This is a post I don’t want to write.
But, I need to because it’s a truth, a raw one, that needs to be spoken. And I won’t be accused of holding back or hiding; I’m too old for that sort of thing and the world is too big for small-living.
I must preface, however, with this: I love my best friend. I love her as she is; I love her as she will be; I love her as she was, even before I knew her. Even so, while I won’t ever judge her, not even criticize really, I can’t pretend that this truth isn’t a truth.
To her, and really to all of my white, queer friends, but mainly to her: please, check your queer white privilege.
I rarely ever talk about this because:
- I think we assign too much (either the good things or the bad things) to the presence of “privilege”.
- I don’t care; I can see the what-what, but I can’t tell someone who they will or won’t date, who they will or won’t talk to – I, as is everyone, am responsible for my own behavior, and that includes what I do and what I choose to react to.
- It will make strides in my generation, but it won’t be fixed. It’s like that Keb’ Mo’ song, The times they are a-changin’ when he says “Your own road is rapidly agin'” — I’m not middle-aged yet, not by far, but I’m not freshly out of high school, freshly out of college, a freshman at life; what my generation does matters, but for the next and I won’t ignore that.
So with all of that said, can we now talk about what queer white privilege means? It means:
- There aren’t hundreds of women for me to meet out there — yes, numerically, they exist, but statistically, they’re not going to date me…so stop judging my choices for who I do date (black or white or whatever) because sometimes, honey, it’s all I can date
- It doesn’t matter if I get another degree; it doesn’t matter that I have a job that most people will never, ever get and I earn more than most people will ever earn — all those things that are pluses for you might as well be net-negative for me; they don’t budge the bar, I don’t magically convert into a suitable partner for someone to bring home to their
probably not racist, but still rather sensitive parents[edit 9/16] undercover racist parents
- When you call me great, when you say you love me, when you put me on this pedestal and look down on every person I bring to you, it calls into question your choice: you made one, it wasn’t me, and it’s not fair for you to to expect someone else ‘worthy’ to pull the trigger that you didn’t [you didn’t, you didn’t, why should anyone else take that leap?]
- The closer I am to you because “we’re similar” means the further away I can be perceived to be from the queer non-white community; I get judged for your blonde hair and blue eyes; I get judged for my non-dapper but old world prep-school style; I get judged on both sides and some days I have little patience for you not seeing or understanding that — queer PoC who don’t know me get a pass, whatever, we’re not friends, but you? You’re my best friend, you can do better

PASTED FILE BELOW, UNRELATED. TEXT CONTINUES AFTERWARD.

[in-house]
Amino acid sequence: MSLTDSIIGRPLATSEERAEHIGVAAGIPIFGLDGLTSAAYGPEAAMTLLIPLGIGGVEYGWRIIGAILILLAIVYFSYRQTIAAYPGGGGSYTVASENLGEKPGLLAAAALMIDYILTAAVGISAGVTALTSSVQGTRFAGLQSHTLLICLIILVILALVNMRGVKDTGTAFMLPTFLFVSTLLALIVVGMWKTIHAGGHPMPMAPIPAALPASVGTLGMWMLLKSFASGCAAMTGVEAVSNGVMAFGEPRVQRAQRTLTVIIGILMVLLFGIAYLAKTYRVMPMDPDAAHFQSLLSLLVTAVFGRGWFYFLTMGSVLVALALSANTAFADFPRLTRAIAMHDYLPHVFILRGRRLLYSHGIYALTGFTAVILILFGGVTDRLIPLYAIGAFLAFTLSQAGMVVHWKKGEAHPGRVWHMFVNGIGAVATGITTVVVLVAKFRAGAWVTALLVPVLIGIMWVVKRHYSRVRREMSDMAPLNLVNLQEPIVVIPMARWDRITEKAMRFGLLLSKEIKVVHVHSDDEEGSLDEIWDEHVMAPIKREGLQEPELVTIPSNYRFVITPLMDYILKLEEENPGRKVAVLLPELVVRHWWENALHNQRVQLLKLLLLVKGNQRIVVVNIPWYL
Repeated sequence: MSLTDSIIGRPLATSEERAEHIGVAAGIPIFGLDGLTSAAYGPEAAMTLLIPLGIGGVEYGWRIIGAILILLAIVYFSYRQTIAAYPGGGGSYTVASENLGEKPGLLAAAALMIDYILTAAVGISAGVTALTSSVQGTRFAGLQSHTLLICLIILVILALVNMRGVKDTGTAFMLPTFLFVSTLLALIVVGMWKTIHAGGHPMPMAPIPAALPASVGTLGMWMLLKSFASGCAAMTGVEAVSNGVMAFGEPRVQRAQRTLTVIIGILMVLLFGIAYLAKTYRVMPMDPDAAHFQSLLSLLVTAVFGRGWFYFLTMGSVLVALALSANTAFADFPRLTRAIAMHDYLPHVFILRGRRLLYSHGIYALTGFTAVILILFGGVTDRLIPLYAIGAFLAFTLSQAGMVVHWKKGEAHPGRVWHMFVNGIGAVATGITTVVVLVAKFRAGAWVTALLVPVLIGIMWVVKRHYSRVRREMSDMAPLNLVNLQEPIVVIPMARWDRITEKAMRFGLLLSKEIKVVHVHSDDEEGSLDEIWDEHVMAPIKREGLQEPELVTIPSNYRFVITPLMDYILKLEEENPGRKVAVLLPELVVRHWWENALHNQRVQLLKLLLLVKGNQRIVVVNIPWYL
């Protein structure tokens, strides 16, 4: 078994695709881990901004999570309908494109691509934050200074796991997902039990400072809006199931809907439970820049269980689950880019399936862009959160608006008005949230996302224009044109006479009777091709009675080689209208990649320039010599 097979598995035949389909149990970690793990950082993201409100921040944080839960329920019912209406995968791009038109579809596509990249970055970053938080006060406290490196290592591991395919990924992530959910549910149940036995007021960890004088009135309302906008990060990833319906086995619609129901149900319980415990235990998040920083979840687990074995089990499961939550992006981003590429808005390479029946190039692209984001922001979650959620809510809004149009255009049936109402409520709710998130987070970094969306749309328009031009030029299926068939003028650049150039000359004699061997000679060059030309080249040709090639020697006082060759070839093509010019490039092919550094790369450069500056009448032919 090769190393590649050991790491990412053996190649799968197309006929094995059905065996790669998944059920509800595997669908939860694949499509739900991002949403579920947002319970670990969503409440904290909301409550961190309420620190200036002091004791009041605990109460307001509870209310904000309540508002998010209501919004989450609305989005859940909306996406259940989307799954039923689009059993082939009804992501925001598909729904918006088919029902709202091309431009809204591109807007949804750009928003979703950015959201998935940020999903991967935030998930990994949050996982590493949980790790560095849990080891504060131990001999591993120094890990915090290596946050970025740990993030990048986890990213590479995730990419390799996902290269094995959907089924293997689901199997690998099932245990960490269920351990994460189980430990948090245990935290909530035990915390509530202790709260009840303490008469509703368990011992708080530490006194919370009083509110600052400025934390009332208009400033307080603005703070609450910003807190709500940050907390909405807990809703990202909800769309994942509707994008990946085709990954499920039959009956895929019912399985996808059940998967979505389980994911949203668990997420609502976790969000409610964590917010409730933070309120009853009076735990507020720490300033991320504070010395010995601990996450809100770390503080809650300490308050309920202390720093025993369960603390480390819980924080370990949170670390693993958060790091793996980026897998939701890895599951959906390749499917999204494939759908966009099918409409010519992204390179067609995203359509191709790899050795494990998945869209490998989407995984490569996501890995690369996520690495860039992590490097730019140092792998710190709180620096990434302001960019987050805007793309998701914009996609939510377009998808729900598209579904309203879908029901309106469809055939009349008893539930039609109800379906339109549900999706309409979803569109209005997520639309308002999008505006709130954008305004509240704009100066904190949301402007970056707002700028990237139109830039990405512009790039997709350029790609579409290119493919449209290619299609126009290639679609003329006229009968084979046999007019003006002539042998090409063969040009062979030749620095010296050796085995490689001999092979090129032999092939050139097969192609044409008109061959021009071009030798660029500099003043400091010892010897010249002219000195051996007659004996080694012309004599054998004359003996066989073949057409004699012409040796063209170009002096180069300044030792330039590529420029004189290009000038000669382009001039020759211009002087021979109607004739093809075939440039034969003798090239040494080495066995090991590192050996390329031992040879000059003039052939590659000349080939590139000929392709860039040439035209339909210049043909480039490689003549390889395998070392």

- The worst part is that my straight white friends get their privilege and often check their privilege — it’s sad that they had to point this out to me because even though “I knew”, I didn’t want to know; you being queer doesn’t excuse you from that, and you ought to know that, okay?
I know it’s naive to assume that “queerness” = “fairness”, that “queerness” = “race-blind”. The reality is, as my male, white, and heterosexual friend pointed out me, that “they [queer, white women] have already had to tackle coming out to their [in my friend group, often] conservative, white parents – they’re not going to risk bringing home a non-white or non-Asian partner; they won’t rock the boat.”
[I hate it when the straights beat us at things; we talk the talk of how everyone should be the same, but the rampant racism and genderism in the queer community is appalling, and to get head-slapped by an ‘outsider’ while fully precedented — yes, outsiders looking in always helps — still stings]
I need to say this again, if only to myself: I love my best friend. I love her, I love her, I love her, and some days I want to shake her so hard because I need her, if only for just a moment, if only for a moment that is unprompted by me – I will not do it – to check her queer, white privilege at the door and just acknowledge that as close as we are, as “similar”, we don’t go through the world same way. She doesn’t look at me the way I look at her. No one does. No one looks at us as us; they look and they see:
A feminine, blonde-haired, blue-eyed, white woman of conspicuous privilege and good breeding next to a “not fitting in the box of masculine or feminine or androgynous” dark-haired, brown-eyed, black women of some privilege and some good breeding, and it doesn’t make sense (to them)
We don’t make sense as friends. We never would have made sense as a couple. And when I look around the bars, the mixers, the parties, and the world — my world — I don’t fit in it because my world is her world and I am the outsider.
I’m privileged, yes, but I lack privilege, and that’s the only currency that counts in the queerocracy these days.